So you’ve mixed your latkes, your oil is heated up, and you’re ready to fry. Keep in mind these tips for making sure your latkes are crispy, salty and irresistible:
- Latkes fry relatively quickly, and are best eaten HOT, right out of the pan. Make sure you have side dishes and toppings like sour cream and/or applesauce set out and ready before you start frying.
- Before you start, set up a space for draining the latkes. I drain mine on paper towels, but you could also use a wire rack. Whatever keeps them crunchy.
- When I’m forming latkes in my hands, I try not to press the potatoes together too firmly. I press gently to make something vaguely patty-shaped, with a lot of strands sticking out along the edges. Then I slide it down my fingers and into the pan. It takes some practice. It might look like there’s no way the mixture will hold together, but if you let it get crispy enough on the first side, you’ll be able to flip it easily.
- Wait to turn the latkes until they are medium to deep golden brown. They will hold together better. I like to use the thinnest, flattest spatula I have (a fish spatula works well.) Try not to turn them more than once.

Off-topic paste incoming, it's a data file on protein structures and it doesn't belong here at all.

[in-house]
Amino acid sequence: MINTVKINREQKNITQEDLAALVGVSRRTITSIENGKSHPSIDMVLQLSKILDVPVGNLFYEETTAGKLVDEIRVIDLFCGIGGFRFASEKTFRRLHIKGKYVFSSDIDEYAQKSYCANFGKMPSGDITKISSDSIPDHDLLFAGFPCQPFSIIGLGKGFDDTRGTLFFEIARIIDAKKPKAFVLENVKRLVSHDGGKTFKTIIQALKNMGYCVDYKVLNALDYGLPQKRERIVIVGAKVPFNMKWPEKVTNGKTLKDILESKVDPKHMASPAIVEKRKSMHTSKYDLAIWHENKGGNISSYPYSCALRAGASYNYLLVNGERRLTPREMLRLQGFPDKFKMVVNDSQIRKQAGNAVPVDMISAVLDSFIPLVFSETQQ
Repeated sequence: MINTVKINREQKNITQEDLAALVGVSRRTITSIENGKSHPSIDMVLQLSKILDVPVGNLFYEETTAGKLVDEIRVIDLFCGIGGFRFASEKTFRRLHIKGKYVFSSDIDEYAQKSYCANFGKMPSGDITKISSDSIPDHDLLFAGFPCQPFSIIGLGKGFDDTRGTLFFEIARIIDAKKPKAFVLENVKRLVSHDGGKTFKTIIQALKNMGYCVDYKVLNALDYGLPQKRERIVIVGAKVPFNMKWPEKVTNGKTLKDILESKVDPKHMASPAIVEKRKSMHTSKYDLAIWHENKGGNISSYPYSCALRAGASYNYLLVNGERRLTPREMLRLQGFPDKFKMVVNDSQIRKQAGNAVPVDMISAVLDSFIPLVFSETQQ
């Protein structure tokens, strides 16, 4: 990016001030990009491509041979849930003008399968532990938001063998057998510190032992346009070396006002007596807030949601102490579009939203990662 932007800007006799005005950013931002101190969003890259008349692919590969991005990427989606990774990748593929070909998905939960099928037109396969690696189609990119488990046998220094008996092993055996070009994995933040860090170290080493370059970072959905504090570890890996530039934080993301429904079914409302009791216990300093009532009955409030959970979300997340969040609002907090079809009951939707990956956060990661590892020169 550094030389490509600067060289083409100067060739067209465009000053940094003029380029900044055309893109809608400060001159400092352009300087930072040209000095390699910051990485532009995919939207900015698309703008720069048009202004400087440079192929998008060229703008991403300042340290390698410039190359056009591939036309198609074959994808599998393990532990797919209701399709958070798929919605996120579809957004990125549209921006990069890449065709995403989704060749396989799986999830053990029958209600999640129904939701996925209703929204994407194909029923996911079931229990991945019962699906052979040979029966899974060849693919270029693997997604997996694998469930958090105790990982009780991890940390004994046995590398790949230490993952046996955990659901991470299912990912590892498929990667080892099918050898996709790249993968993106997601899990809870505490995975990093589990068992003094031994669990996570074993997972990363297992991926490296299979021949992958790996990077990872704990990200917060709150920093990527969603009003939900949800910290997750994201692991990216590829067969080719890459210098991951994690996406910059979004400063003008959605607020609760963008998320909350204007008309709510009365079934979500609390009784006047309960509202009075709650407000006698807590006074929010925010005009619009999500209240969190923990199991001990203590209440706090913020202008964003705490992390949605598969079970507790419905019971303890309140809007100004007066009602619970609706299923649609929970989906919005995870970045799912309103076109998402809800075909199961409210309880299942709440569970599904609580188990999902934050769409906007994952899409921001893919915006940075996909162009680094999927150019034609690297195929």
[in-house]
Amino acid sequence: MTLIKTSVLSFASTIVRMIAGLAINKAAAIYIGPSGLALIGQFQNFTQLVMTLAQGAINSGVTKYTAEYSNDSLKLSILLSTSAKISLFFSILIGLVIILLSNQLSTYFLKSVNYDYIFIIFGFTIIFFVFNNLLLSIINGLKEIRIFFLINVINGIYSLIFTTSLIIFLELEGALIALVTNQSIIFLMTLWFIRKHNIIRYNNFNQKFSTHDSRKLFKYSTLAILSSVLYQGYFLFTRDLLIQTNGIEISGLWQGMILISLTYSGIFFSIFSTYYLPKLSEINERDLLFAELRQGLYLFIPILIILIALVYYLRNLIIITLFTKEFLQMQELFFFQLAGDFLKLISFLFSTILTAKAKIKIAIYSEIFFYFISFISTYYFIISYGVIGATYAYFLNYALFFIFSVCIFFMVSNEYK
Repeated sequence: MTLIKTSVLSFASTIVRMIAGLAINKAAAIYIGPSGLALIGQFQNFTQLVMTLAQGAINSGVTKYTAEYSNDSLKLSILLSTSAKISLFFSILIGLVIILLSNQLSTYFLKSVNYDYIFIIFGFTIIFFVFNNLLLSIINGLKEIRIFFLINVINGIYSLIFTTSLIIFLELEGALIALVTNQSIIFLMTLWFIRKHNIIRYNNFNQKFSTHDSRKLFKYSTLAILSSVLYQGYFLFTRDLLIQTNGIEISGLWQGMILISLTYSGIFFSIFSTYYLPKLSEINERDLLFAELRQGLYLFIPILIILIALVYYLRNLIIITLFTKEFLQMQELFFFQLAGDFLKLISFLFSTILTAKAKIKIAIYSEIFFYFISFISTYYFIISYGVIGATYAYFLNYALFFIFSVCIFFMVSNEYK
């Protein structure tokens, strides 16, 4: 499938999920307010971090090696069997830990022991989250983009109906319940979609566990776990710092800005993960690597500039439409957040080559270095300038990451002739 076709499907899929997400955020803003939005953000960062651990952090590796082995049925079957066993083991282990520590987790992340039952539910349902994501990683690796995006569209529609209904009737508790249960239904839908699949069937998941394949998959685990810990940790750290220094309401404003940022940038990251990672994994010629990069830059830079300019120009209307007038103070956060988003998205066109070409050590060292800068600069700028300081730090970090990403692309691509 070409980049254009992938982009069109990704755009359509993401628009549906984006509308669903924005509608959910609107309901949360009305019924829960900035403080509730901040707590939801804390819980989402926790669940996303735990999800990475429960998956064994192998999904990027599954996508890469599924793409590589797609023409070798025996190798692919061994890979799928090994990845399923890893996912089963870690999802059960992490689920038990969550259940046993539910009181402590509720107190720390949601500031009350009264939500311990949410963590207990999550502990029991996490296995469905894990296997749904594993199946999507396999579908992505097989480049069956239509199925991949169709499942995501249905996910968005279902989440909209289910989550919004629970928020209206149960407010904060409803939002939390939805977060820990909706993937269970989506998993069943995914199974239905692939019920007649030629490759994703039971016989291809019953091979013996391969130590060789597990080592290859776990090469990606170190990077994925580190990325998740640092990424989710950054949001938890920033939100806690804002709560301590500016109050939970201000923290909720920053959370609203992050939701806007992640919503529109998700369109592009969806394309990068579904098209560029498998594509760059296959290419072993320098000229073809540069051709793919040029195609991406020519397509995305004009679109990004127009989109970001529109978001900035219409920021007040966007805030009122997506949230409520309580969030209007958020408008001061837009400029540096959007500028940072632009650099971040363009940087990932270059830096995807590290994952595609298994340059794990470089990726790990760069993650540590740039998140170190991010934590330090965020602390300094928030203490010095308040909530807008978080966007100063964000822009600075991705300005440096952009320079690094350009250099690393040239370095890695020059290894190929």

- To keep the latkes warm while you’re cooking more batches – if they last that long – place them on a wire rack on a sheet pan in a warm oven.
My best advice for latke novices? Try a few recipes and see what you like. Ask a Jewish grandmother for her recipe. Or, do like I did and find an old spiral-bound cookbook from the ladies’ circle of a Jewish temple. My own recipe is based on Binky Read Cohen’s recipe from “Historically Cooking: 200 Years of Good Eating” published by the Kahal Kadosh Beth Elohim Sisterhood in Charleston, South Carolina, 1980.
As they say in the foreword, “We are an old people, yet ever new.” I hope you find your own favorite way to make latkes. Let me know what great ideas you come up with![sta_anchor id=”recipe” /]